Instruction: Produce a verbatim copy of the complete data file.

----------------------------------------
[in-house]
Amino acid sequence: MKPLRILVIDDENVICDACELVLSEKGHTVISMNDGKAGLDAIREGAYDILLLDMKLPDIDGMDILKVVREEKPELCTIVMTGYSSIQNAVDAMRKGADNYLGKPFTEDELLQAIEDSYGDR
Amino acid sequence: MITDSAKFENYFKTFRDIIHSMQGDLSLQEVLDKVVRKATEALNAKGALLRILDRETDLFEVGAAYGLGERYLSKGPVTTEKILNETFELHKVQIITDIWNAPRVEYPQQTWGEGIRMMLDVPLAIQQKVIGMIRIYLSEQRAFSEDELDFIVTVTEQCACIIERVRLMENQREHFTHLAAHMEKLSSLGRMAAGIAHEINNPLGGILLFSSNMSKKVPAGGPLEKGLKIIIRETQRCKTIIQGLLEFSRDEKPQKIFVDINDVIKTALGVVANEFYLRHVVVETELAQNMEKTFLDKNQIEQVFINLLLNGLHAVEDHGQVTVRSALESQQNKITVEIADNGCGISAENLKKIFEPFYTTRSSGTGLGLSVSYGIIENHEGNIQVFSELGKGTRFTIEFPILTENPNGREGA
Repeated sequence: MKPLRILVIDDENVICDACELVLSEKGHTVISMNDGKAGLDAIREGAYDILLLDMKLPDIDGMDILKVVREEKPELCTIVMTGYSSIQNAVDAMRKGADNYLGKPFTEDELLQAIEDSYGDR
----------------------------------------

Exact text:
[in-house]
Amino acid sequence: MKPLRILVIDDENVICDACELVLSEKGHTVISMNDGKAGLDAIREGAYDILLLDMKLPDIDGMDILKVVREEKPELCTIVMTGYSSIQNAVDAMRKGADNYLGKPFTEDELLQAIEDSYGDR
Amino acid sequence: MITDSAKFENYFKTFRDIIHSMQGDLSLQEVLDKVVRKATEALNAKGALLRILDRETDLFEVGAAYGLGERYLSKGPVTTEKILNETFELHKVQIITDIWNAPRVEYPQQTWGEGIRMMLDVPLAIQQKVIGMIRIYLSEQRAFSEDELDFIVTVTEQCACIIERVRLMENQREHFTHLAAHMEKLSSLGRMAAGIAHEINNPLGGILLFSSNMSKKVPAGGPLEKGLKIIIRETQRCKTIIQGLLEFSRDEKPQKIFVDINDVIKTALGVVANEFYLRHVVVETELAQNMEKTFLDKNQIEQVFINLLLNGLHAVEDHGQVTVRSALESQQNKITVEIADNGCGISAENLKKIFEPFYTTRSSGTGLGLSVSYGIIENHEGNIQVFSELGKGTRFTIEFPILTENPNGREGA
Repeated sequence: MKPLRILVIDDENVICDACELVLSEKGHTVISMNDGKAGLDAIREGAYDILLLDMKLPDIDGMDILKVVREEKPELCTIVMTGYSSIQNAVDAMRKGADNYLGKPFTEDELLQAIEDSYGDR